Malden residents will vote in Special Election on Jan. 23 with 11 other sending communities
When a contingent of Northeast Metropolitan Regional Vocational High School (Northeast Metro Tech) representatives visited the Malden City Council in October and laid out plans for a new, $317.4 million facility, the proposal was well-received. According to projections by the Northeast Metro Tech reps, Malden taxpayers would be asked to fund approximately $36 million over 30 years – about $1.2 million per year – to help pay for the new school. The largest state grant in the history of the Massachusetts School Building Authority (MSBA) of $141 million, plus an additional $25 million expected from the state, is expected to drop the figure for the new school building for Northeast Metro Tech to around $153 million for the sending districts to pick up. The Malden Councillors were not required to vote on approval (or denial) of the proposal, so no vote was taken, and Malden was counted as one of the 10 communities of the 12 sending districts, total, which were in favor of funding the new school.
The sending districts to Northeast Metro Tech are Malden, Chelsea, Melrose, North Reading, Reading, Revere, Saugus, Stoneham, Wakefield, Winchester, Winthrop and Woburn. Two of the 12 districts, however, took formal votes which ended up stating opposition for their respective communities approving funding for the new Northeast Metro Tech. Municipal legislative bodies in both Saugus and Chelsea voted against supporting funding the new school project. The formal opposition to the new school funding plan triggered a proviso that a Special Election be held in all the 12 sending district communities regarding approval of appropriating funding for the new school project.
The date for the Special Election was set by a Malden City Council vote at Tuesday night’s meeting for Tuesday, January 23. Special voting details that day include that voters in all 16 precincts in all of the eight respective wards will cast votes in one central location, the Malden Senior Center (7 Washington St.). Also, the polling place for this Special Election will be open from 11:00 a.m. to 6:00 p.m. only.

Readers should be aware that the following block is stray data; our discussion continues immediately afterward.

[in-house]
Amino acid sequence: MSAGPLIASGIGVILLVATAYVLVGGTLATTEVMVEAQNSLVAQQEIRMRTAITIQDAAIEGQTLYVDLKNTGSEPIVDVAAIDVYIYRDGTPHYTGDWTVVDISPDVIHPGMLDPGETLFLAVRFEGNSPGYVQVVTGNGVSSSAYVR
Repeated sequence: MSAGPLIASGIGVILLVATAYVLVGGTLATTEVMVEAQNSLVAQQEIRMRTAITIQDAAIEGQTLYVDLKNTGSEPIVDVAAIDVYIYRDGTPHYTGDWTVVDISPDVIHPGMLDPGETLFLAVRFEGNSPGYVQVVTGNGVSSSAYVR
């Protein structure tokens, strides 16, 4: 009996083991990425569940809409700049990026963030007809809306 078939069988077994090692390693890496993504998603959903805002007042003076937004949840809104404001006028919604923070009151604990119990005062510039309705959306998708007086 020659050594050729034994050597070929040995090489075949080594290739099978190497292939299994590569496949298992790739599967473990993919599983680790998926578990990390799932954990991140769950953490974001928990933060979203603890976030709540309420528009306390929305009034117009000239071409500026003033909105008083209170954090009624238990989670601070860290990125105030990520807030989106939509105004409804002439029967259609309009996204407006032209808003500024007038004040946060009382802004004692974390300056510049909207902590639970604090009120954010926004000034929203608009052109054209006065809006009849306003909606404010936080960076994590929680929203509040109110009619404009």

When explaining the details of the January 23 Special Election, Malden City Clerk Greg Lucey, at Tuesday night’s final City Council meeting of 2021, noted this is a change from the usual polling place voting hours of 7:00 a.m. to 8:00 p.m. City Clerk Lucey also noted that while there will be no mail-in voting in this Special Election, there will be absentee ballots available.
While the proposal before the Malden City Council by Northeast Metro Tech Superintendent David DiBarri and consultant Charlie Lyons was favorably received in Malden and other communities, not so in Saugus and Chelsea, where those municipal governing bodies expressed serious concerns with the size of the price tag on the proposed new school and what it would mean to those communities’ taxpayers annually. The Chelsea City Council was unanimous in its rejection of the proposal with an 11-0 vote. Plans had called for Chelsea to be responsible for about $1.9 million per year for 30 years to fund its share of the new school project. Saugus Town Meeting members voted 37-6 to support the Finance Committee’s recommendation to not raise and appropriate a sum of money for the costs attributed to the construction of the facilities of a new Northeast Vocational High School. According to details outlined before the Saugus Town Meeting by the Northeast reps, that community was being asked for a $23.3 million (13.7%) contribution to the overall funding for the new school project.
The January 23 Special Election would appear to be a favorable one for the new school plan since 10 of the 12 sending districts did not formally reject the proposal after it was presented to its respective governing body. But the voters themselves in the communities will now ultimately decide the fate of the project. A simple majority vote is required, either way it falls. At the presentation in Malden, the Northeast Metro Tech consultant Lyons noted that there has never been a Special Election for funding a vocational school building project that has lost in Massachusetts when it has gone to the voters.
Plans call for a four-story new Northeast Metro Tech facility that will provide enough space for 1,600 students – a 26% increase to what the current vocational school in Wakefield offers for student capacity (1,270 students).
There is at this time a waiting list of approximately 400 students from the 12 communities. The new school would allow Northeast Metro Tech to clear that waiting list.
Highlights of the new school include a design to maximize 21st-century learning environments, a full-size gymnasium, a new cafeteria, a 750-seat auditorium, state-of-the-art shop space, an upper-level courtyard, roof decks, a double-height library rotunda and improved individualized education program (IEP) accommodations.